Displaying posts tagged under "icann"
ICANN is forecasting 15 million new TLD registrations during the current fiscal year.
ICANN has slashed the number of new top level domain name registrations it expects during this fiscal year for budgeting purposes, but is its picture still too rosy?
That’s a question that members of the Registrar Stakeholders group asked ICANN’s board last week in Los Angeles.
In May, ICANN set a draft proposed budget for the 2015 fiscal year, which runs from this July to June 2015. Its revenue forecast from new top level domain names included a startling number of second level registrations under new TLDs: 33 million.
It has since revised the forecast down 55% to just 15 million.
Given results so far, it hardly seems likely that 15 million new domains will be registered in new TLDs before next summer — even if you include registrations occurring before the fiscal year began. There are currently about 2.8 million registrations.
Domain registrars are concerned that they’ll get stuck holding the bag if revenue comes in below target.
New TLD registries pay ICANN a fixed fee of $6,500 per quarter ($25,000 per year). If they have more than 50,000 “transactions” in a year, they pay 25 cents per domain. Transactions are actually domain-years, not registrations, but ICANN’s budget refers to a number of domains registered as an assumption in its forecast. I’m not sure how ICANN calculates this in the budget; they must be assuming a certain number of TLDs cross this threshold.
Should domain registrations come in below forecast, then ICANN will have a revenue shortfall. The easiest place to make that up, the registrars fear, is by increasing the variable registrar fee on domain name registrations. That’s the 18 cent “ICANN Tax” you usually see passed on to the customer.
ICANN’s latest FY2015 budget cites the number of new TLD registrations as a risk factor. In fact, it mentions the risk of a “lower number of transactions per registry” as “high”, and lists the likelihood of a “higher number of transactions per registry” as low.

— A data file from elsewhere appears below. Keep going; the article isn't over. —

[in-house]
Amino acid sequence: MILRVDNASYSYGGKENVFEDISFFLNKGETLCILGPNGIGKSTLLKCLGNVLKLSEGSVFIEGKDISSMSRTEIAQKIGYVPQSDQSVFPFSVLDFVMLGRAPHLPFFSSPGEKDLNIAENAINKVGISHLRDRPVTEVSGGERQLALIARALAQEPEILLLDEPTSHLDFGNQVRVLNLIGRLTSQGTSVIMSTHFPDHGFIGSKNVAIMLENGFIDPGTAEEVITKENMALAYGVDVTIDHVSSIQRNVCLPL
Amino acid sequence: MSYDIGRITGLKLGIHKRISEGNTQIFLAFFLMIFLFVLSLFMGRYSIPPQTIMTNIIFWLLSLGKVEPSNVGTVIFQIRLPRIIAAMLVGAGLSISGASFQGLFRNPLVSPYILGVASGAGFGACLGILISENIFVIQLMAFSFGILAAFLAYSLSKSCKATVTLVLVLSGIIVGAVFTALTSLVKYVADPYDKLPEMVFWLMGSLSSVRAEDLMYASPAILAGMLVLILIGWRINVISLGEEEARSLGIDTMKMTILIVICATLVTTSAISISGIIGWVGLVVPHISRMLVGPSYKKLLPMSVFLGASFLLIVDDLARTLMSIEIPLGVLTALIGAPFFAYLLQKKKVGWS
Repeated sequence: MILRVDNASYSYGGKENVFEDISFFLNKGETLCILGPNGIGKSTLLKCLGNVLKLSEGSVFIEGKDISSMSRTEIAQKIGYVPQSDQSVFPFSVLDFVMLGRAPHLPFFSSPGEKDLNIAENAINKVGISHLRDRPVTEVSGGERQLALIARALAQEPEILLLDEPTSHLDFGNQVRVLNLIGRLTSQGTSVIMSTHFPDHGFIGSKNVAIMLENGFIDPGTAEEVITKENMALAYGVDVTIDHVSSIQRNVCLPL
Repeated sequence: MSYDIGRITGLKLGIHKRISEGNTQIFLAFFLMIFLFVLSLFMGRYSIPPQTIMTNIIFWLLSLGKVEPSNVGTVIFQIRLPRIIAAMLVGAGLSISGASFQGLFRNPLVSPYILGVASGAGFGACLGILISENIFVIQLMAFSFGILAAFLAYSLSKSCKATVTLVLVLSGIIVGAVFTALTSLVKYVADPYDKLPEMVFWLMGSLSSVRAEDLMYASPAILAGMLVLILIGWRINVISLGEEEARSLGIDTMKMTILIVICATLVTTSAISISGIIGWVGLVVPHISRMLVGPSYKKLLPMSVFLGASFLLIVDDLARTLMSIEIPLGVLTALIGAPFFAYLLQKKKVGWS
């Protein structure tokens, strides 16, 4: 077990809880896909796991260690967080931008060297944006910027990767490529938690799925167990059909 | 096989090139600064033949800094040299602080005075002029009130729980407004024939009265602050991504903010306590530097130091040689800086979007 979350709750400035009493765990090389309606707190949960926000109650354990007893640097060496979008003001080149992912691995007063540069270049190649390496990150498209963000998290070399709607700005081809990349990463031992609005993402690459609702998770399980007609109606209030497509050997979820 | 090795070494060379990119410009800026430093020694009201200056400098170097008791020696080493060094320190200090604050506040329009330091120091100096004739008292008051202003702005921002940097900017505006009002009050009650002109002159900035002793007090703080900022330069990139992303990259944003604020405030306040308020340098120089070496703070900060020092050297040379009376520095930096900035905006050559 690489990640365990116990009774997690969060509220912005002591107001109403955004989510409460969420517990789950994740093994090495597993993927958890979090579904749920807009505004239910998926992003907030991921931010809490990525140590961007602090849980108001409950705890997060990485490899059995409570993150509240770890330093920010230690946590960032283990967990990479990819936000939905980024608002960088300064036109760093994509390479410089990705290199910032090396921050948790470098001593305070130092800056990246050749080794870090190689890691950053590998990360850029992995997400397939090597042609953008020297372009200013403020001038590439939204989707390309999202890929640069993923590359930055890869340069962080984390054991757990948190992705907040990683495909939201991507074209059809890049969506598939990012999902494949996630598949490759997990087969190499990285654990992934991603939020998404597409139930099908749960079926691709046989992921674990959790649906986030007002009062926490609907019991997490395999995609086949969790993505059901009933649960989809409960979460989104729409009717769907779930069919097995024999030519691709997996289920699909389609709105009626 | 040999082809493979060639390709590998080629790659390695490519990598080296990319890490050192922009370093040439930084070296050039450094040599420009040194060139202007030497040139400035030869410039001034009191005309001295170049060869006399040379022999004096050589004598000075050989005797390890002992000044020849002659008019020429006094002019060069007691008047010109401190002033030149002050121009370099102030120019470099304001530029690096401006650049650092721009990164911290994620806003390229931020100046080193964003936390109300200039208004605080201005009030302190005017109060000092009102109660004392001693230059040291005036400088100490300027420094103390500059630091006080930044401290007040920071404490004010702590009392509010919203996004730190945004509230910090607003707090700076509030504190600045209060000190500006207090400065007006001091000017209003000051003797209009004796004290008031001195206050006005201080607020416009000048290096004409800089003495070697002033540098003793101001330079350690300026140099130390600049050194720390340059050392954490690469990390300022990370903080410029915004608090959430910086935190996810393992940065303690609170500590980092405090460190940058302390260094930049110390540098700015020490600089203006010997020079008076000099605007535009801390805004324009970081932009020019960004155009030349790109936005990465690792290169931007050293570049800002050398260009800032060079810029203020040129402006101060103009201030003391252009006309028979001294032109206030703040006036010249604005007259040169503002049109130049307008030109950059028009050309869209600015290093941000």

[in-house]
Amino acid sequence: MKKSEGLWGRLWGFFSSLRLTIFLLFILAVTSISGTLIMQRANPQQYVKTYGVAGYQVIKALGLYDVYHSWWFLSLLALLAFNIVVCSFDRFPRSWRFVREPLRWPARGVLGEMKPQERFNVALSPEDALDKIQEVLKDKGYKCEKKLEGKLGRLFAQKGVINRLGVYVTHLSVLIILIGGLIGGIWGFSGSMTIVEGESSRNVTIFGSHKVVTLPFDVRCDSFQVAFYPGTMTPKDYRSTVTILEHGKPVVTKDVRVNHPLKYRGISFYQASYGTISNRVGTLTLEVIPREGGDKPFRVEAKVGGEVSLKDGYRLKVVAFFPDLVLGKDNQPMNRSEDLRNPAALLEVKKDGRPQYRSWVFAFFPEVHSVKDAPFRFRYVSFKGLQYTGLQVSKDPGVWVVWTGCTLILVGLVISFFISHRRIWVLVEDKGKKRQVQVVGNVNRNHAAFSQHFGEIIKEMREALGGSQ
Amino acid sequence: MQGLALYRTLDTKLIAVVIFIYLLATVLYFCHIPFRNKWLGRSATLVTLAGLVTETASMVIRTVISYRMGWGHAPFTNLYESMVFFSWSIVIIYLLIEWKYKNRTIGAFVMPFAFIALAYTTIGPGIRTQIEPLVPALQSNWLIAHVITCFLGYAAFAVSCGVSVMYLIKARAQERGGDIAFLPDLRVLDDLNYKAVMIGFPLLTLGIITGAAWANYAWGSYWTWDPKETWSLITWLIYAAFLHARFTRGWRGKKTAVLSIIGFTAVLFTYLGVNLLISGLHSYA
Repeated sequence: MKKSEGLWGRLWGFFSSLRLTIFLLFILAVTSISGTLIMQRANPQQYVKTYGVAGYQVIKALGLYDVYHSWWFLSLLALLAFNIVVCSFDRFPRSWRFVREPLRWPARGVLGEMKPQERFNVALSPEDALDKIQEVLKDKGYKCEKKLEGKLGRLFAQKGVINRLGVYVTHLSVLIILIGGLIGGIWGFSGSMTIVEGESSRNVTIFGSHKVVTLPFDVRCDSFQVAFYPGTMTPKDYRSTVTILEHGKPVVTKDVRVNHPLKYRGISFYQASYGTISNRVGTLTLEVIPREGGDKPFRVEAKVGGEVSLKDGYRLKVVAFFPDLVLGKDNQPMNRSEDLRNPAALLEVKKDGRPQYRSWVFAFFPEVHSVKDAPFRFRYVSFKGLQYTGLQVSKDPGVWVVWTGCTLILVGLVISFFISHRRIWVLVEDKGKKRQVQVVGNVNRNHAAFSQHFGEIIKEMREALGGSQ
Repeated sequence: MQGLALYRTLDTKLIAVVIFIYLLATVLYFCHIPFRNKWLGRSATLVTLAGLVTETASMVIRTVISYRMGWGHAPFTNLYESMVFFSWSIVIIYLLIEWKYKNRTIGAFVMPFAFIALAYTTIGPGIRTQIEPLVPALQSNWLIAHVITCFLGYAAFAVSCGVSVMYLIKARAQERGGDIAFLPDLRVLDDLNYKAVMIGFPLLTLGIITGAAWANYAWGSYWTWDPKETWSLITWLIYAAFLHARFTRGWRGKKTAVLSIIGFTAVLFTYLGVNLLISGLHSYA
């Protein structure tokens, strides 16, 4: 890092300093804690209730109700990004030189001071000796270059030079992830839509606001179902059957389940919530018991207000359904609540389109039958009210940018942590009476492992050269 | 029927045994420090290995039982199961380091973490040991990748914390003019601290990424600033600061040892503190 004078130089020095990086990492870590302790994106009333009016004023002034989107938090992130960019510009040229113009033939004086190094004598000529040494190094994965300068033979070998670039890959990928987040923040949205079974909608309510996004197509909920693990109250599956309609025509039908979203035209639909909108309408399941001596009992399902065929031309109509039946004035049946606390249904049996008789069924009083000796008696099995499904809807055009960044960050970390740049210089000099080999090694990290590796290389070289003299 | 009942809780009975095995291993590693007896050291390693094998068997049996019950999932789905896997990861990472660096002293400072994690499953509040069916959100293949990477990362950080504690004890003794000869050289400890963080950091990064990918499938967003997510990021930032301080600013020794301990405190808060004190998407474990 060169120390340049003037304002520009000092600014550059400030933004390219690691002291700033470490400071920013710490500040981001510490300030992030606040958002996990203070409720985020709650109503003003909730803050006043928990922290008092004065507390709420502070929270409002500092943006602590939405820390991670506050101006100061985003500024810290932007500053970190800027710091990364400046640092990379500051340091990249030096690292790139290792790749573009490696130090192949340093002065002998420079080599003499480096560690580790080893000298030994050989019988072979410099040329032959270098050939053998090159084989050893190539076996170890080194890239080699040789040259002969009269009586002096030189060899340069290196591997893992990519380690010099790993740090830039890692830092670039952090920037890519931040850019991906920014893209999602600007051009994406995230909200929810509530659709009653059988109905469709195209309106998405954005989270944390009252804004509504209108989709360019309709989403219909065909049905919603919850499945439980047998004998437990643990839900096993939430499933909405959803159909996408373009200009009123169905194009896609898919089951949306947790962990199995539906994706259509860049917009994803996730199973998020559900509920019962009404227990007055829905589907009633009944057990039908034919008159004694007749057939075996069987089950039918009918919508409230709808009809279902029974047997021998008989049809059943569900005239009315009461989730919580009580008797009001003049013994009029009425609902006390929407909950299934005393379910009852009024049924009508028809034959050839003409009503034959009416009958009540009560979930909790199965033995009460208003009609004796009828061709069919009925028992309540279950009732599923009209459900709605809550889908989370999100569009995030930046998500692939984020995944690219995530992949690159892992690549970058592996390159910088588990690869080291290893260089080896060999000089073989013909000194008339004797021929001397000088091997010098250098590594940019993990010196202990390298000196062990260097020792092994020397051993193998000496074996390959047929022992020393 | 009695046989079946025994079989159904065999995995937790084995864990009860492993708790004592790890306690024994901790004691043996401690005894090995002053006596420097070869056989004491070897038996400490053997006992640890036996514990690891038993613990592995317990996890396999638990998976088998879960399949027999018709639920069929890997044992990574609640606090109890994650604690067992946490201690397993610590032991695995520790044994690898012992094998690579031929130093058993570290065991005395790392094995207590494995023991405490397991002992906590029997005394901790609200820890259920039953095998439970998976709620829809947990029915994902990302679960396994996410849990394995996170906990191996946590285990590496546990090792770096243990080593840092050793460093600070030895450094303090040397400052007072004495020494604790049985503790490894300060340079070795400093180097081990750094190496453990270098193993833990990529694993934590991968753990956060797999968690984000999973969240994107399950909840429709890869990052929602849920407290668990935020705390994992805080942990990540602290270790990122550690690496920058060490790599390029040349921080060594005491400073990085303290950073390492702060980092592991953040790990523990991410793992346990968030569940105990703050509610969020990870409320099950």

It certainly seems that ICANN should be planning for a lot fewer registrations than are in its budget.
A quick visual look at this week’s ICANN meeting in Los Angeles.
It has been a busy, busy week in Los Angeles. I’ll have more thoughts on ICANN 51 later. For now, I have a collection of photos from in and around the event. Captions are below each photo.
Entertainment during TLD Registry (“Dot Chinese Online” and “Dot Chinese Website”) and .Club event on Sunday at a popular Chinese restaurant. I also had a chance to hang out with TLD Registry when it was in Austin last week. I’ve come to the conclusion that TLD Registry and .Club are two of the hardest working registries out there, which might bode well for their long term success. Click here to see the rest of the photos from ICANN 51.
A quick look at relevant sessions at this week’s ICANN conference.
ICANN 51 formally kicks off today in Los Angeles. There are a lot of domain name investors in attendance, so I created a quick guide to sessions that might be interesting to them. Even if you aren’t in L.A., ICANN has excellent online participation tools that make it almost easier to attend virtually than in person.
Here are my picks. Click here to continue reading and see the sessions
10 contention sets settled at last minute, including three by Amazon.com.
This month’s ICANN auctions of last resort for new to level domain names will settle just three contention sets, down from a schedule of 13 as of last month.
The only three still on the schedule are .spot, .salon and .realty.
Ten contention sets that were on the docket for resolution via ICANN auction this month have been settled: Click to continue reading…
Scammer sends fake renewal notices with goal of getting your credit card information.
ICANN may have shut down Domain Registry of America for now, but new scams pop up just about every day.
Joseph Peterson sent one example to me today that I haven’t seen before.
He received an email with the subject line “something.com EXPIRATION!”, in which something.com matched one of his domains. Although his domain doesn’t expire until next year, the email claims it expires October 14.
Interestingly, the email advertises that renewing the domain name only costs only $3 for a year (more on that later). If you click the payment link, you’ll see a page like this: click here to continue reading…